I saw the post on another board about a College or University in Georgia that may end up with a D-I hockey program. Any California colleges that would consider this? We are getting some grassroots players here that either end up playing for Denver or Colorado College (i.e. Gabe Gauthier, Noah Clarke, Brett Sterling) or they end up going to the WHL (Raymond Macias, Nathan Crochmal, Mitch Wahl, Colin Redden, etc). I would love to see D-1 hockey in California
US International breifly had a D-1 program in the 80's Notable mainly for cutting Cris Chelios They were beset by scheduling problems being an outlier on the College hockey landscape. They formed a conference with Northern Arizona, Alaska-Anchoridge and A-Fairbanks, but couldn't stay in college hockey.
Colorado remains the western extent of NCAA hockey in the lower 48.
Don't think there will ever be the local interest in college hockey in California to add a Division 1 program to any colleges. Remember, there are standards that schools must reach in order to add Div 1 programs (including, if I recall correctly, minimum attendance levels).
The closest thing to college hockey you'll find around here are the UCLA and USC programs and the rest of the Pac-8 which is club-level hockey.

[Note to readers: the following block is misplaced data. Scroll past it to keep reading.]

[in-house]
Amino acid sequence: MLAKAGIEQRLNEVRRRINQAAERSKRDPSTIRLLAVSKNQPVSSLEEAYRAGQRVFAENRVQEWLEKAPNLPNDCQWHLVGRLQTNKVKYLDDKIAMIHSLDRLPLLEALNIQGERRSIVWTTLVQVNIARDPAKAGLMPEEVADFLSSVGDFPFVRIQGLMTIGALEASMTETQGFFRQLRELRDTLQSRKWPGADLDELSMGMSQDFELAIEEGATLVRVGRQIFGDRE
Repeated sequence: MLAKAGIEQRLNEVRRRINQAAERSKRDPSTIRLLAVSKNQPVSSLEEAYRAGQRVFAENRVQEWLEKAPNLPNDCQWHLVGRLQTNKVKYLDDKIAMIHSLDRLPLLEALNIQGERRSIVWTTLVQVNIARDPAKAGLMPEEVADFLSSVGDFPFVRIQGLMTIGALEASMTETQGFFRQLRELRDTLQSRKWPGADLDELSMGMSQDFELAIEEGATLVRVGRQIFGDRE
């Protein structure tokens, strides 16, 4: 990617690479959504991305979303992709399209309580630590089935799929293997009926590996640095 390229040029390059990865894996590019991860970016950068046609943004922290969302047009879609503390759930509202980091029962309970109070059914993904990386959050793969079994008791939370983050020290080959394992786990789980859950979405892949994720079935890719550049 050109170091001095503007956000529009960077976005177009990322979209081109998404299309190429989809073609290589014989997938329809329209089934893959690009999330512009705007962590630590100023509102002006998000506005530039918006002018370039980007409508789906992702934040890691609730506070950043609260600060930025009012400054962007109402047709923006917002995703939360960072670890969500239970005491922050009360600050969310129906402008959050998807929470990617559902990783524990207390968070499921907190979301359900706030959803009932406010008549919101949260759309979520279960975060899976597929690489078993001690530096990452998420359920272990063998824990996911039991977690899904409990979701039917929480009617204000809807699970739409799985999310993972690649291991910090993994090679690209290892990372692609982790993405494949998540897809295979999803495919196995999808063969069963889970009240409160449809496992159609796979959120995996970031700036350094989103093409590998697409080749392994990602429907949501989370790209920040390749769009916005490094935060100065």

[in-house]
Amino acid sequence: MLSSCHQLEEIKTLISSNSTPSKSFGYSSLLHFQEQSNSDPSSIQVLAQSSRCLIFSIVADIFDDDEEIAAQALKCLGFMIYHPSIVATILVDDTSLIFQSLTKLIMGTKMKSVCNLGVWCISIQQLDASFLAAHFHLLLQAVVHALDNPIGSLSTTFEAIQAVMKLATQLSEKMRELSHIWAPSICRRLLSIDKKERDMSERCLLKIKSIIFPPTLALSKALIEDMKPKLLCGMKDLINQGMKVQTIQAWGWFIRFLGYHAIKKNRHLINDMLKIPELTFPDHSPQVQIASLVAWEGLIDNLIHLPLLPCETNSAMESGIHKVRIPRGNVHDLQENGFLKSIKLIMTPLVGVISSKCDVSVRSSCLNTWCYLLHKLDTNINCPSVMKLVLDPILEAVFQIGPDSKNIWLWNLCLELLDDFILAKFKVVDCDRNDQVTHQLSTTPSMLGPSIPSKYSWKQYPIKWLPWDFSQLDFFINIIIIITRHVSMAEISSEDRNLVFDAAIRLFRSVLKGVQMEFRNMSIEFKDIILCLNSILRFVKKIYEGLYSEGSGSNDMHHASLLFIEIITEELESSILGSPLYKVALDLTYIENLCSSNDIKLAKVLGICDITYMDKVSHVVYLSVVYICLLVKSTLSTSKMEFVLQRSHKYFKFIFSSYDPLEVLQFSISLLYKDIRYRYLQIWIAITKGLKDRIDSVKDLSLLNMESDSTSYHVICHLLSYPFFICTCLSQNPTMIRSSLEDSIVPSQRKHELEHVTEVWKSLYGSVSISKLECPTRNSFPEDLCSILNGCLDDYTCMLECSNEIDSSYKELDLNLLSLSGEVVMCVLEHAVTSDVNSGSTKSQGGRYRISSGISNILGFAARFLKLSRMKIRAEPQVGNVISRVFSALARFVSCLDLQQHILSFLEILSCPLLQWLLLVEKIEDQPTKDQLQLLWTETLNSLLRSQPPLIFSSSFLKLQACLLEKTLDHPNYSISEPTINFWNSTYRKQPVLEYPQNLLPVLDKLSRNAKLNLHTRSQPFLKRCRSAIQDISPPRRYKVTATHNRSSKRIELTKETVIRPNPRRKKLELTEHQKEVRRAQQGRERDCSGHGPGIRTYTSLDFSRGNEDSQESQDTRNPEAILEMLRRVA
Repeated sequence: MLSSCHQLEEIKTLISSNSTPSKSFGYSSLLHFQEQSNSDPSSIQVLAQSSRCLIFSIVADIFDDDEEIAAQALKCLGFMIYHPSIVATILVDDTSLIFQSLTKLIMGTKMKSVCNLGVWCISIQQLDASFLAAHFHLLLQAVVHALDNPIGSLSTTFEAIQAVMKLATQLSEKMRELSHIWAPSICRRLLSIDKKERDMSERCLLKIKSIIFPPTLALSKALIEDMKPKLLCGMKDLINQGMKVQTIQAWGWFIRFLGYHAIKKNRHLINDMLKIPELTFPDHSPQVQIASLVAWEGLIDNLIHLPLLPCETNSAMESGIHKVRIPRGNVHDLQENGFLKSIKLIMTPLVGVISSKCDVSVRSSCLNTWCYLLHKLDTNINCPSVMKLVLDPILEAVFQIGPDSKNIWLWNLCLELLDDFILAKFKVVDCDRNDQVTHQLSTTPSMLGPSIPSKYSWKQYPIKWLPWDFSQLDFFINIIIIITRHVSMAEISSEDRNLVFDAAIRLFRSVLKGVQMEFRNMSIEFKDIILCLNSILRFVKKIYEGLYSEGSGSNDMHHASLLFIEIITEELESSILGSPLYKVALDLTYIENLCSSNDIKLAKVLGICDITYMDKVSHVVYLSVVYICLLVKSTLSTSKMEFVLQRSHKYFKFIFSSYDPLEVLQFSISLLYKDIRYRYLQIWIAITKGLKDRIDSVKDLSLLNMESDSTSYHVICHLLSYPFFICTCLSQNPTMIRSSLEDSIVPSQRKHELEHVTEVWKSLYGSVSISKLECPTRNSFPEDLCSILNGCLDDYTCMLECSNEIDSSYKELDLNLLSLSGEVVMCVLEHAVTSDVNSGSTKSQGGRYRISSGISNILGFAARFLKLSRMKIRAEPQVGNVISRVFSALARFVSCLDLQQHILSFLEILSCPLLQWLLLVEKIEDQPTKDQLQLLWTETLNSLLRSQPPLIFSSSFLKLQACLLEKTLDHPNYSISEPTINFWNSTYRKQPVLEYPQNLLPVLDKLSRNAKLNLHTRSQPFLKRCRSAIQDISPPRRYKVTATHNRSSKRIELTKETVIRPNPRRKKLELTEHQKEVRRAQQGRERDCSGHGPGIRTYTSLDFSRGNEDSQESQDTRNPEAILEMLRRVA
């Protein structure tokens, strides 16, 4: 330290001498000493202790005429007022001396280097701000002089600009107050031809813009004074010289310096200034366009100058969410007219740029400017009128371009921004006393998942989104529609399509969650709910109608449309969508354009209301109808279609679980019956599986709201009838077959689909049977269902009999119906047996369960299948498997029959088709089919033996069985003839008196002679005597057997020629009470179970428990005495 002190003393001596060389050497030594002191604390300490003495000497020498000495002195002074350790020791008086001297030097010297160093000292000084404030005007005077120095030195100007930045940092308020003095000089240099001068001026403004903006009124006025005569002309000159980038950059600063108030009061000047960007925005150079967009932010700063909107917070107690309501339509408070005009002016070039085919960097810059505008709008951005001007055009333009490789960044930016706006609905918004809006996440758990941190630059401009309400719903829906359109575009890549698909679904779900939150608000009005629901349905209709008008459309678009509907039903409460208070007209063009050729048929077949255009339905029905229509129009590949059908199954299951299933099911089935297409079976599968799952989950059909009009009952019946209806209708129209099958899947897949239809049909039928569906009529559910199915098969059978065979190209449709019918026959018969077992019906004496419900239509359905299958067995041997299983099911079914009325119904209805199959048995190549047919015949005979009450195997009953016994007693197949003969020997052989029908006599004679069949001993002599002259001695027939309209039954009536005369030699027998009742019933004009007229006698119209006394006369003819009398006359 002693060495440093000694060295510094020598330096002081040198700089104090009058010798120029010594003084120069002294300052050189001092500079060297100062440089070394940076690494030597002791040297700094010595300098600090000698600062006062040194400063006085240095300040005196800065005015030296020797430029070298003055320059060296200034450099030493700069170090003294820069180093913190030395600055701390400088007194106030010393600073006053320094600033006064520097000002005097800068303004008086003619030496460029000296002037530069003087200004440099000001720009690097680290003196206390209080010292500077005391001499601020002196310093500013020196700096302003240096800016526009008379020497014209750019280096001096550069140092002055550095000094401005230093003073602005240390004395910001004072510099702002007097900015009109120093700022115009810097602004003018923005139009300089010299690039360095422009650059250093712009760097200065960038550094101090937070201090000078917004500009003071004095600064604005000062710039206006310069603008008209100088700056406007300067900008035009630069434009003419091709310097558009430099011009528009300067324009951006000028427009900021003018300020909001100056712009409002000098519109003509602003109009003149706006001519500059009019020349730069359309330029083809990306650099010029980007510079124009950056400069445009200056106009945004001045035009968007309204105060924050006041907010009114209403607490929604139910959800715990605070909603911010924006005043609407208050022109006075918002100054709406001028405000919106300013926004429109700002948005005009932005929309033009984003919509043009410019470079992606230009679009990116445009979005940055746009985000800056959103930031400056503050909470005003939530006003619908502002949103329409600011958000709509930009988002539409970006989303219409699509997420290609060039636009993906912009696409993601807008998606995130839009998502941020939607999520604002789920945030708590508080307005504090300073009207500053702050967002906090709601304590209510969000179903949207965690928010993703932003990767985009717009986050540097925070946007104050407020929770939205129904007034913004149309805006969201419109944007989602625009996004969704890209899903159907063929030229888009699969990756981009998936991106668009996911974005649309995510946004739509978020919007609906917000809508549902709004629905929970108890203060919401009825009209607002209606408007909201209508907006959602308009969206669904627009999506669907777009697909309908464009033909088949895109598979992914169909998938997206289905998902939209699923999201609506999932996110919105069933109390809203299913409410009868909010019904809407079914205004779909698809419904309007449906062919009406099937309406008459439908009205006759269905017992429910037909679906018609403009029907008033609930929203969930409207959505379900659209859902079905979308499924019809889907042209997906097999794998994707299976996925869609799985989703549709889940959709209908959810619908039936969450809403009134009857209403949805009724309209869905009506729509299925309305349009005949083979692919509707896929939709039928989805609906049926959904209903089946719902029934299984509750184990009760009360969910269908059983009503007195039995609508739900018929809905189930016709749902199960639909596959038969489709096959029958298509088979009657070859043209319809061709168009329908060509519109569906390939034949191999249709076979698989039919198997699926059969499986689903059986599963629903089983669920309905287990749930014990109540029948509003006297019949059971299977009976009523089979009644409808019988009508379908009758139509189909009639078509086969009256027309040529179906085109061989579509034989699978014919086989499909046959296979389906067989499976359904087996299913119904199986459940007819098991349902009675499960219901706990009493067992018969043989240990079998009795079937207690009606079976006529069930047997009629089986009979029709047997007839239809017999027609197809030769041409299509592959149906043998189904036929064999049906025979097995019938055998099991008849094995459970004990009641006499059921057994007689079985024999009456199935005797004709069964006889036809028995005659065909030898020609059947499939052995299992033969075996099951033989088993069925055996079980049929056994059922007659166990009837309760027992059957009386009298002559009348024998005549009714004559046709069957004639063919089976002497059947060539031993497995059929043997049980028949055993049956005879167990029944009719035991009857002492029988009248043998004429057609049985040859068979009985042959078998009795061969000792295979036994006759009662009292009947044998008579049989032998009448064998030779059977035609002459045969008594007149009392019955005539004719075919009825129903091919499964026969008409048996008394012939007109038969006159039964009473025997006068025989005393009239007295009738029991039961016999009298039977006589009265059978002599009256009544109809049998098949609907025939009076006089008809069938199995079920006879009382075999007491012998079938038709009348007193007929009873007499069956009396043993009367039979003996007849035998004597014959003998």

Saxon Sports Information and Research
INCH: Coming from Southern California, was college hockey a part of what you expected to do in your athletic career?
Sterling: Not really. When I started out I was just playing to play. As I started to get higher in the ranks, college became an option, but I really wasn’t sure I had a shot at college hockey. I was playing in a lot of select festivals, and got asked to play in the national program. Once I got to Ann Arbor, I knew college hockey would be the route I’d go.
If a school did add hockey, it would probably be a nonfootball school looking to hop to D-1. A hockey program is a good way to sidestep the shadows of football and basketball powers.
California is 8th on the list of registered hockey players in the US. ABout 18k, ahead of New Jersey, Ohio Conneticut and Colorado. Trailing Wisconsin by a bit. However the registered players per capita is lower than the national average.
The big problem is what sank USIU, distance. A team in California would have to find a conference ECAC, Hockey East, and AHA are all eastern conferences (despite Air Force moving in) the CCHA is bloated at 12 teams, the CHA lost its westernmost memeber so is centered around the Great Lakes and South East and the WCHA probably doesn't want to expand and if they did they'd take Bemidji and Air Force most likely.
So what California will need in that regard is for a mid-major level conference to form in the west, whic will take some thickening up of the programs in the midwest and a push into the rockies.